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December 2003



The end of the American Empire


A.D. 2050

The pathetic feature of the American empire was that no sooner had its imperialism become explicit than the country itself began to fall into disrepair.

The great imperial opportunity of America, beyond its grasp at the length of a greedy, bony finger, had slipped away.

You could say that it had been squandered by those who had most wanted empire. They had dissipated their opportunity, and wasted it in a moment.

George W. Bush and his people threw away the goodwill that nations of the world had accorded Americans following the destruction of the World Trade Center towers in 2001.

Naturally, empires don't necessarily grow by making friends; but they sure don't prosper by making too many enemies.

The Americans had chachét. Beyond movies and blue jeans, people most everywhere loved American culture even more than most would have liked to admit. America was poised to take over the world, culturally. This would have given it unimaginable power, taken in concert with its great military force and profound material wealth. (Not to mention "ingenuity," the special ability of its people to think anew.)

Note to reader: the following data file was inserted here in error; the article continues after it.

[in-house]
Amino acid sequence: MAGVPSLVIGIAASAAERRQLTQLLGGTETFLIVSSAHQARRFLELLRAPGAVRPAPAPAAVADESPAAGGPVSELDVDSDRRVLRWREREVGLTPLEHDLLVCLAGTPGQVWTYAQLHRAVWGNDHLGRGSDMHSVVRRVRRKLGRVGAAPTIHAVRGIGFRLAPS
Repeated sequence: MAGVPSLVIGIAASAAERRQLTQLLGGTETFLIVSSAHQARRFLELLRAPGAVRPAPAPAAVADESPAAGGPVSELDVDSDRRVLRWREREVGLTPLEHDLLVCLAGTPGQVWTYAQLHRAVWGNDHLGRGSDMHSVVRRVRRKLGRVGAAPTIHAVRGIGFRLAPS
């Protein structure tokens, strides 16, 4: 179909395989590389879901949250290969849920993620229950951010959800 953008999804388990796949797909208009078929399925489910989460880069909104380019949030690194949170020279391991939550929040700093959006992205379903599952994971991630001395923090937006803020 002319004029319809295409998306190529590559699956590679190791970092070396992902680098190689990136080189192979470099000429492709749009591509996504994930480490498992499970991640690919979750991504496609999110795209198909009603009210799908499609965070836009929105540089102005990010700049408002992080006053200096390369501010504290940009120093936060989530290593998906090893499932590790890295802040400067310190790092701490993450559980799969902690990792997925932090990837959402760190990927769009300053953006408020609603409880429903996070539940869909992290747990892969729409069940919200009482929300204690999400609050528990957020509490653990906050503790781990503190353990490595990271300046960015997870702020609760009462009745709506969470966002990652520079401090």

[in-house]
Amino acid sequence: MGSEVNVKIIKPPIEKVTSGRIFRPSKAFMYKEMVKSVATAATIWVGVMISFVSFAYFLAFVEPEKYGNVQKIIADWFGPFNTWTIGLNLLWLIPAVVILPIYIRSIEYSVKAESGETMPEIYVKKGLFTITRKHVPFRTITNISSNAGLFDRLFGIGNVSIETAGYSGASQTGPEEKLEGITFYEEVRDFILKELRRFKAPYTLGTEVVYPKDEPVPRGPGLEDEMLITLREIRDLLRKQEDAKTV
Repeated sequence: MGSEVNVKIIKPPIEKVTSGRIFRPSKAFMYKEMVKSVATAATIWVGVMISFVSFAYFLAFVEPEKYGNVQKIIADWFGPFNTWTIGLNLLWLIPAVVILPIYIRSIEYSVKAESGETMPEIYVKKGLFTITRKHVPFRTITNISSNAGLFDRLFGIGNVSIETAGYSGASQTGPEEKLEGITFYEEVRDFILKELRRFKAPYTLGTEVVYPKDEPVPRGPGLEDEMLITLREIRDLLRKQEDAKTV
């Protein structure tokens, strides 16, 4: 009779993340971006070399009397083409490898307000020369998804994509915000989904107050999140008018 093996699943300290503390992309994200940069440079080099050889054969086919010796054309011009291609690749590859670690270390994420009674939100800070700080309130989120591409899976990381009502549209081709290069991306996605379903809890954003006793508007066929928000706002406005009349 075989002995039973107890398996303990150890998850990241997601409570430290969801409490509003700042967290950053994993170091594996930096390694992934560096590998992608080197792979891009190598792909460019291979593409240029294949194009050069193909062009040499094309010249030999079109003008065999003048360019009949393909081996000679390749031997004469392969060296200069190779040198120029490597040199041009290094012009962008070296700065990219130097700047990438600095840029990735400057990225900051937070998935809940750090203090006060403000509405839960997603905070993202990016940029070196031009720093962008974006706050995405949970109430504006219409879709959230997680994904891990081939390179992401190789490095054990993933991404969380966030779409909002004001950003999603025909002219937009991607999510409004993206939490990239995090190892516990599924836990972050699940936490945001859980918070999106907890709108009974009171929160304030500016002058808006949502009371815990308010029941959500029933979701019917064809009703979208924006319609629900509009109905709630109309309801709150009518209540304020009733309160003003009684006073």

The empathy available from the moment that the Twin Towers fell was a gift. That moment was priceless — an opportunity* that came from the horror of destruction.

But George W. Bush and his administration pissed it away.


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* One might say that Bush and his people did take advantage of the attacks of 9/11, and fully — just not for the benefit of the country, nor of the empire.

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